I al­ways thought it was a lit­tle back­wards that the Dyna-6 trac­tors had it but the VT missed out, when it is com­mon per­cep­tion that a CVT trans­mis­sion will suck plenty of power.

Now the full 25hp is there when it is most needed, while the EPM mon­i­tors the load on the trans­mis­sion and PTO ac­cord­ing to for­ward speed, trans­mis­sion and PTO load.


The Dyna-6 is a well-proven, user-friendly trans­mis­sion which gives 24 speeds with six speeds in four ranges. There are two modes in the trans­mis­sion: speed match­ing and auto drive (there is not a me­chan­i­cal change between modes).

Speed match­ing is field mode, where it au­to­mat­i­cally changes the six gears in that range, but you then have to push an ad­di­tional but­ton to do a range change. Trans­port (or auto drive mode) op­er­ates like a full pow­er­shift and changes straight up from first gear in the first range right through the sixth gear in the fourth range. All you have to do is set the en­gine rev pa­ram­e­ters for when it changes and off you go. Other key fea­tures are:

• 40 or 50km/h trans­port speeds, eco fea­ture on 40km also avail­able

• Cruise con­trol speeds (C1/C2)

• Brake pedal to neu­tral fea­ture

• Re­verse shut­tle ag­gres­sive­ness ad­just­ment, separate ad­just­ment for for­ward and re­verse

• Ag­gres­sive­ness ad­just­ment for pow­er­shift ra­tios

There are a num­ber of nifty dif­fer­ent trans­mis­sion set­tings, although this does take some home­work.

All the au­toma­tion can be turned off, how­ever, and driven like any other nor­mal semi-pow­er­shift trans­mis­sion, which al­lows the best of both worlds.


I don’t mind what is now con­sid­ered the ‘old’ six-pil­lar de­sign, and it rarely ham­pers vis­i­bil­ity. In the seat, you’re sit­ting high over the top of the bon­net, which is great. But see­ing the draw­bar, even for some­one over six-foot tall, was a bat­tle.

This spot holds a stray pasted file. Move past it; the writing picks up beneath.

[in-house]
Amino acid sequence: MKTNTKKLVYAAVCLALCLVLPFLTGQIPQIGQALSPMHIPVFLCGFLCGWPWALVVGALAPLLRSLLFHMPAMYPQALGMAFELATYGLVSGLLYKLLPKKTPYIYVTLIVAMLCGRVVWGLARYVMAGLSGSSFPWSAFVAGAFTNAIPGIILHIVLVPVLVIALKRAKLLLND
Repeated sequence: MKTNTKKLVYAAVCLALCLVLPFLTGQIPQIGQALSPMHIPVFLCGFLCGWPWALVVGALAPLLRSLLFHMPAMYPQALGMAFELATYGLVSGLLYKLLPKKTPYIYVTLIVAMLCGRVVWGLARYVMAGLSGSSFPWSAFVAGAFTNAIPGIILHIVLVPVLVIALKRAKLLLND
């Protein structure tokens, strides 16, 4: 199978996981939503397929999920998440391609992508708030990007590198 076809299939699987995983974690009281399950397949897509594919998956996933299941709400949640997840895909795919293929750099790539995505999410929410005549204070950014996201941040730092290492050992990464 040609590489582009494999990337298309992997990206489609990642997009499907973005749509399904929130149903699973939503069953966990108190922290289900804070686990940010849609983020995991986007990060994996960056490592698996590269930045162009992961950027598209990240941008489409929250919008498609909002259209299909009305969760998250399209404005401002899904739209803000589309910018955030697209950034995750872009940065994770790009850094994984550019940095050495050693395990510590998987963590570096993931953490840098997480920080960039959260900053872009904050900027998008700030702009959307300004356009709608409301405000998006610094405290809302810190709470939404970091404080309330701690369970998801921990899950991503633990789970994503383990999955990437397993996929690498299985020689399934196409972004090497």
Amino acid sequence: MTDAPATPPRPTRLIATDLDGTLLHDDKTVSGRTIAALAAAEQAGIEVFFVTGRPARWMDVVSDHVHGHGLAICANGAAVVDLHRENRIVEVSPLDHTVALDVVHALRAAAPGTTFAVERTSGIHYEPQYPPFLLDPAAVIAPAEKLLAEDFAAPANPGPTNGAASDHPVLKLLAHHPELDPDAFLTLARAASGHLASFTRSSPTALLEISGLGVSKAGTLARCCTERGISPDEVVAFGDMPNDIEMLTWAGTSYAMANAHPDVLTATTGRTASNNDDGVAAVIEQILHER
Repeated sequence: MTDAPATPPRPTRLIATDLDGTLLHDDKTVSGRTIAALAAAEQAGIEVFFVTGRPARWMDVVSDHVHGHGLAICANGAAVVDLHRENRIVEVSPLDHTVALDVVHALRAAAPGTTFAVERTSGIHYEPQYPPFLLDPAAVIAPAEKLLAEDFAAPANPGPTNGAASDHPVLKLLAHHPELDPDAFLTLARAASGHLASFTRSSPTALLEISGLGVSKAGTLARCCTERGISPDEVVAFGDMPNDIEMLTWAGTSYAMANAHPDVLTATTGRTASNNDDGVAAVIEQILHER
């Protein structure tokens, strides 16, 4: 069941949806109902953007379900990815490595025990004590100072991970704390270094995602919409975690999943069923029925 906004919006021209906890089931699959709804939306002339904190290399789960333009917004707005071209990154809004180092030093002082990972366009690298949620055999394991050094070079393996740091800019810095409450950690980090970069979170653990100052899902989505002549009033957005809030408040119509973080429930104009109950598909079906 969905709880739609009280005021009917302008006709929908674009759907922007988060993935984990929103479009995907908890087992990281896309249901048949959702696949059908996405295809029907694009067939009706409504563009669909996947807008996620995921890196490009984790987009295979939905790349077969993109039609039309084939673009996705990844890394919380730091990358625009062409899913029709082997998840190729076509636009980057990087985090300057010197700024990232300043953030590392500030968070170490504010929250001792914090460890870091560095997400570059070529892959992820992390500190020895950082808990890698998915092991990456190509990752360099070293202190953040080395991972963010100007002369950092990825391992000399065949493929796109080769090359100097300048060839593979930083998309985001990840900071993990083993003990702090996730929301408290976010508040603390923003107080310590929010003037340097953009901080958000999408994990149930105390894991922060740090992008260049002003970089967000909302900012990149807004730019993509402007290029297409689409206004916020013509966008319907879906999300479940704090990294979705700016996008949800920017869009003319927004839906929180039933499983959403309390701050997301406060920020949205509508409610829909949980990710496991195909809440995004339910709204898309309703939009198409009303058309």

A great idea is the one-piece poly­car­bon­ate wind­screen, which pro­tects against fly­ing stones. As one-piece wind­screens get larger, so do the bills to fix them.

The slim dash is clearer than in the 7600 se­ries, and with fuel and Ad­blue con­sump­tion – or en­gine and trans­mis­sion tem­per­a­ture, is def­i­nitely eas­ier.

Massey has also im­proved the dot ma­trix screen. It is slightly larger and, although it isn’t the eas­i­est to use com­pared to oth­ers on the market, it does give use­ful

in­for­ma­tion on trac­tor per­for­mance and in­di­vid­ual ad­just­ments for en­gine hy­draulics, etc.

The trans­mis­sion can be used from four dif­fer­ent lo­ca­tions in the cab: the left hand shut­tle; the arm­rest ‘T’ stick; the spool joy­stick; or the foot pedal when in auto mode.

There are also two places to change di­rec­tion – ei­ther the con­ven­tional left-hand shut­tle or on the joy­stick by plac­ing your foot on the clutch, push­ing the but­ton on the joy­stick un­til the di­rec­tion light shows up on the dash, and off you go.

There is also a de-clutch but­ton on the back of the joy­stick so you can feather the up­take if need be. The only gripe here is that you can’t shut­tle on the left, and then next time on the joy­stick you have to choose one and stick to it.